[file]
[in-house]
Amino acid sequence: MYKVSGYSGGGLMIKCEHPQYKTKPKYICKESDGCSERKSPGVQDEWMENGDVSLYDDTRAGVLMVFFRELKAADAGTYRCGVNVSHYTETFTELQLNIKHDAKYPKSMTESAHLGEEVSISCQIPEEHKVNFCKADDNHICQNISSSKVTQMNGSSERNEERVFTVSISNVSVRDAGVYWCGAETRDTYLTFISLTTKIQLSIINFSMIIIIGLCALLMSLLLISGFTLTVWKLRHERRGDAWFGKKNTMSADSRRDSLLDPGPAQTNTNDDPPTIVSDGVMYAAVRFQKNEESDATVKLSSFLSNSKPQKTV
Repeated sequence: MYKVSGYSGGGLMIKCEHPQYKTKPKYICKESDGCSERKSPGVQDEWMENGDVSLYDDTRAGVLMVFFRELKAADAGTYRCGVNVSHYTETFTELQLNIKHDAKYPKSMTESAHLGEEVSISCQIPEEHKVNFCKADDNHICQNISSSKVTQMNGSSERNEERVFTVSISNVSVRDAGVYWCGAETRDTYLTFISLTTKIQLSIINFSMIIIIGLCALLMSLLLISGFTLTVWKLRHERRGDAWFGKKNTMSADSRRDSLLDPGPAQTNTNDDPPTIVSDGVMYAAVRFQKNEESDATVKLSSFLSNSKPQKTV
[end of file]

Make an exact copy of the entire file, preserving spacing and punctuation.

[in-house]
Amino acid sequence: MYKVSGYSGGGLMIKCEHPQYKTKPKYICKESDGCSERKSPGVQDEWMENGDVSLYDDTRAGVLMVFFRELKAADAGTYRCGVNVSHYTETFTELQLNIKHDAKYPKSMTESAHLGEEVSISCQIPEEHKVNFCKADDNHICQNISSSKVTQMNGSSERNEERVFTVSISNVSVRDAGVYWCGAETRDTYLTFISLTTKIQLSIINFSMIIIIGLCALLMSLLLISGFTLTVWKLRHERRGDAWFGKKNTMSADSRRDSLLDPGPAQTNTNDDPPTIVSDGVMYAAVRFQKNEESDATVKLSSFLSNSKPQKTV
Repeated sequence: MYKVSGYSGGGLMIKCEHPQYKTKPKYICKESDGCSERKSPGVQDEWMENGDVSLYDDTRAGVLMVFFRELKAADAGTYRCGVNVSHYTETFTELQLNIKHDAKYPKSMTESAHLGEEVSISCQIPEEHKVNFCKADDNHICQNISSSKVTQMNGSSERNEERVFTVSISNVSVRDAGVYWCGAETRDTYLTFISLTTKIQLSIINFSMIIIIGLCALLMSLLLISGFTLTVWKLRHERRGDAWFGKKNTMSADSRRDSLLDPGPAQTNTNDDPPTIVSDGVMYAAVRFQKNEESDATVKLSSFLSNSKPQKTV